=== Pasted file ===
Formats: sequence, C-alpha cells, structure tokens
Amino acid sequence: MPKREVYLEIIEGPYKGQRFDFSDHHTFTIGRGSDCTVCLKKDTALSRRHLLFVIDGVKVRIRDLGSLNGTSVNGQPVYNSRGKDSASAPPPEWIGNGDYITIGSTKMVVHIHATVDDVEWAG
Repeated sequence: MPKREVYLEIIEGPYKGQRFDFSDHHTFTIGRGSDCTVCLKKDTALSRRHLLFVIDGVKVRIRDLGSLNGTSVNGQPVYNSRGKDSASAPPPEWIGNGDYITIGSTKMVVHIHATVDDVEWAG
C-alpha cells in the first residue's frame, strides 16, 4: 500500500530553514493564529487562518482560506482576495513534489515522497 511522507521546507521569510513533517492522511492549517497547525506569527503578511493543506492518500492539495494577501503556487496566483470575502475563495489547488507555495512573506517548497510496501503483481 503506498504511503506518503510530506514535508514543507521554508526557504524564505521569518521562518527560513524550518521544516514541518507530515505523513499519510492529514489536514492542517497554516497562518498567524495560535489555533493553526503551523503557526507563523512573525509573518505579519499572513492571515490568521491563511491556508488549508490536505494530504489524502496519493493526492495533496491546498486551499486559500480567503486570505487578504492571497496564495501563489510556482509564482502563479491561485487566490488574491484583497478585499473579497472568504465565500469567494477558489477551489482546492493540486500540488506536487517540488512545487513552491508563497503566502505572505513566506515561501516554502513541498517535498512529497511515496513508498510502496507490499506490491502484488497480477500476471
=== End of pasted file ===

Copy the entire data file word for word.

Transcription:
Formats: sequence, C-alpha cells, structure tokens
Amino acid sequence: MPKREVYLEIIEGPYKGQRFDFSDHHTFTIGRGSDCTVCLKKDTALSRRHLLFVIDGVKVRIRDLGSLNGTSVNGQPVYNSRGKDSASAPPPEWIGNGDYITIGSTKMVVHIHATVDDVEWAG
Repeated sequence: MPKREVYLEIIEGPYKGQRFDFSDHHTFTIGRGSDCTVCLKKDTALSRRHLLFVIDGVKVRIRDLGSLNGTSVNGQPVYNSRGKDSASAPPPEWIGNGDYITIGSTKMVVHIHATVDDVEWAG
C-alpha cells in the first residue's frame, strides 16, 4: 500500500530553514493564529487562518482560506482576495513534489515522497 511522507521546507521569510513533517492522511492549517497547525506569527503578511493543506492518500492539495494577501503556487496566483470575502475563495489547488507555495512573506517548497510496501503483481 503506498504511503506518503510530506514535508514543507521554508526557504524564505521569518521562518527560513524550518521544516514541518507530515505523513499519510492529514489536514492542517497554516497562518498567524495560535489555533493553526503551523503557526507563523512573525509573518505579519499572513492571515490568521491563511491556508488549508490536505494530504489524502496519493493526492495533496491546498486551499486559500480567503486570505487578504492571497496564495501563489510556482509564482502563479491561485487566490488574491484583497478585499473579497472568504465565500469567494477558489477551489482546492493540486500540488506536487517540488512545487513552491508563497503566502505572505513566506515561501516554502513541498517535498512529497511515496513508498510502496507490499506490491502484488497480477500476471